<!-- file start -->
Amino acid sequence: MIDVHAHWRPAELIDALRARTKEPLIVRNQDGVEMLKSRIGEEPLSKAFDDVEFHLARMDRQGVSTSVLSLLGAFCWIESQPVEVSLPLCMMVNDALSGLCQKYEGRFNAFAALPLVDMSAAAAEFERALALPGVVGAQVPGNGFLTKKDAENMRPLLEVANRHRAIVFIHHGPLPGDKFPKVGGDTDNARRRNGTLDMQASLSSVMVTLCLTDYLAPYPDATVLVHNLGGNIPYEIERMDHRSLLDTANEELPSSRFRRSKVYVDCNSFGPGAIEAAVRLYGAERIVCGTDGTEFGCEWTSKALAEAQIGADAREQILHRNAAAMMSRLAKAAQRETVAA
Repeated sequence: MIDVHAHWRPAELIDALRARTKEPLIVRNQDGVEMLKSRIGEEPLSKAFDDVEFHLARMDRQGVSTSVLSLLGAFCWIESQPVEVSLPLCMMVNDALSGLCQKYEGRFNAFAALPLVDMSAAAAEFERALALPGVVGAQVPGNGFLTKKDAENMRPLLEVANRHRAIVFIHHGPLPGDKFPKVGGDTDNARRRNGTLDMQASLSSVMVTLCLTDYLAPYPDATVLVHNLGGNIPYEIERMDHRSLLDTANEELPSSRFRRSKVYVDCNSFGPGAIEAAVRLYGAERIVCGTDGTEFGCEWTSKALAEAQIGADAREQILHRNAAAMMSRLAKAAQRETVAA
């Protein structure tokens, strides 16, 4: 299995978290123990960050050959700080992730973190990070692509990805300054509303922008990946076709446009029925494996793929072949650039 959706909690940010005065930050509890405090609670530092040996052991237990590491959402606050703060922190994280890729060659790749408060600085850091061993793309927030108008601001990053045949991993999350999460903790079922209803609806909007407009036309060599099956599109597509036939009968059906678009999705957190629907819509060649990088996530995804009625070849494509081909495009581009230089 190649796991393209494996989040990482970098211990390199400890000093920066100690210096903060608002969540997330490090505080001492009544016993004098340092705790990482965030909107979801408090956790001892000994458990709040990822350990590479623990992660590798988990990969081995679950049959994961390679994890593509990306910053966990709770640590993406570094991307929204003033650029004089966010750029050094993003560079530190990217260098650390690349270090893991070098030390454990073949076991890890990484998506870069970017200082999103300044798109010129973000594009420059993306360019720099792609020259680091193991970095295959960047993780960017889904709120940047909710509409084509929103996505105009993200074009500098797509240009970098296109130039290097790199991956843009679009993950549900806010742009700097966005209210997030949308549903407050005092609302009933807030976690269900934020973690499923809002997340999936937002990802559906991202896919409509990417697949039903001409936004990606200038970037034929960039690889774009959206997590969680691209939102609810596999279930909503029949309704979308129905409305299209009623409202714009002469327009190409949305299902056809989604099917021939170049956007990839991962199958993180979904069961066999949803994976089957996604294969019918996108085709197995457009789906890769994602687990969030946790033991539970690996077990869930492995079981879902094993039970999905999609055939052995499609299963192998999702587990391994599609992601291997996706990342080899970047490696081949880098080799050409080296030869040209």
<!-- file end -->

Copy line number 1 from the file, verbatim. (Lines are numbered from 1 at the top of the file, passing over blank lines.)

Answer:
Amino acid sequence: MIDVHAHWRPAELIDALRARTKEPLIVRNQDGVEMLKSRIGEEPLSKAFDDVEFHLARMDRQGVSTSVLSLLGAFCWIESQPVEVSLPLCMMVNDALSGLCQKYEGRFNAFAALPLVDMSAAAAEFERALALPGVVGAQVPGNGFLTKKDAENMRPLLEVANRHRAIVFIHHGPLPGDKFPKVGGDTDNARRRNGTLDMQASLSSVMVTLCLTDYLAPYPDATVLVHNLGGNIPYEIERMDHRSLLDTANEELPSSRFRRSKVYVDCNSFGPGAIEAAVRLYGAERIVCGTDGTEFGCEWTSKALAEAQIGADAREQILHRNAAAMMSRLAKAAQRETVAA